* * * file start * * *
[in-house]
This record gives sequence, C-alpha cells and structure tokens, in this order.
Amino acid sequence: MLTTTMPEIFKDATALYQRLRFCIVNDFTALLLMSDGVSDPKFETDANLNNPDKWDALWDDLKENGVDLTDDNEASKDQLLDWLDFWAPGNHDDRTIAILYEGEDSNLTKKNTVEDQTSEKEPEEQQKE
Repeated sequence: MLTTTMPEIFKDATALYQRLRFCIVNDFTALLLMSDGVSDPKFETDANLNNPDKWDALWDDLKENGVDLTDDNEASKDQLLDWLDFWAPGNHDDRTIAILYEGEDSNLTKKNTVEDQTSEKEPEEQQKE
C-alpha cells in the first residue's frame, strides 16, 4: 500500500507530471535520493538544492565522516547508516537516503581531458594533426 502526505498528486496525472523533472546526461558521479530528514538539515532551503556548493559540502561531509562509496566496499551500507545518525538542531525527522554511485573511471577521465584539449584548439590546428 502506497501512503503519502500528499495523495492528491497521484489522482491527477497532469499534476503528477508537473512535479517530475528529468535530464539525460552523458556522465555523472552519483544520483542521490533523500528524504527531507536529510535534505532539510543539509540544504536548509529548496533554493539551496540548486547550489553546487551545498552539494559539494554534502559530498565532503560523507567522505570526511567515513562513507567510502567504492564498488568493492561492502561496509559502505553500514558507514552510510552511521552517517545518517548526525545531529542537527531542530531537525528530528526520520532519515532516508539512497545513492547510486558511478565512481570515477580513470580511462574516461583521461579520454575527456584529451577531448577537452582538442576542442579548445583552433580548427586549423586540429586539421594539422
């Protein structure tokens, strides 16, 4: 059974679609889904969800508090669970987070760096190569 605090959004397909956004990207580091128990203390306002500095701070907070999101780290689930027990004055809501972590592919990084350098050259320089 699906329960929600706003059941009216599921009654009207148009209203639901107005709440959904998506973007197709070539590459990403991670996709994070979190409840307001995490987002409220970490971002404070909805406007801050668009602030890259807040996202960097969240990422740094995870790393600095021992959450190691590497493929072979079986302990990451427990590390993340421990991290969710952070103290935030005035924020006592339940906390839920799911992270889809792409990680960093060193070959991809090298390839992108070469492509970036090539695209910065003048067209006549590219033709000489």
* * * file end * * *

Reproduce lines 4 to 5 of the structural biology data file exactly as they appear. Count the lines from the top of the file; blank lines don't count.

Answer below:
Repeated sequence: MLTTTMPEIFKDATALYQRLRFCIVNDFTALLLMSDGVSDPKFETDANLNNPDKWDALWDDLKENGVDLTDDNEASKDQLLDWLDFWAPGNHDDRTIAILYEGEDSNLTKKNTVEDQTSEKEPEEQQKE
C-alpha cells in the first residue's frame, strides 16, 4: 500500500507530471535520493538544492565522516547508516537516503581531458594533426 502526505498528486496525472523533472546526461558521479530528514538539515532551503556548493559540502561531509562509496566496499551500507545518525538542531525527522554511485573511471577521465584539449584548439590546428 502506497501512503503519502500528499495523495492528491497521484489522482491527477497532469499534476503528477508537473512535479517530475528529468535530464539525460552523458556522465555523472552519483544520483542521490533523500528524504527531507536529510535534505532539510543539509540544504536548509529548496533554493539551496540548486547550489553546487551545498552539494559539494554534502559530498565532503560523507567522505570526511567515513562513507567510502567504492564498488568493492561492502561496509559502505553500514558507514552510510552511521552517517545518517548526525545531529542537527531542530531537525528530528526520520532519515532516508539512497545513492547510486558511478565512481570515477580513470580511462574516461583521461579520454575527456584529451577531448577537452582538442576542442579548445583552433580548427586549423586540429586539421594539422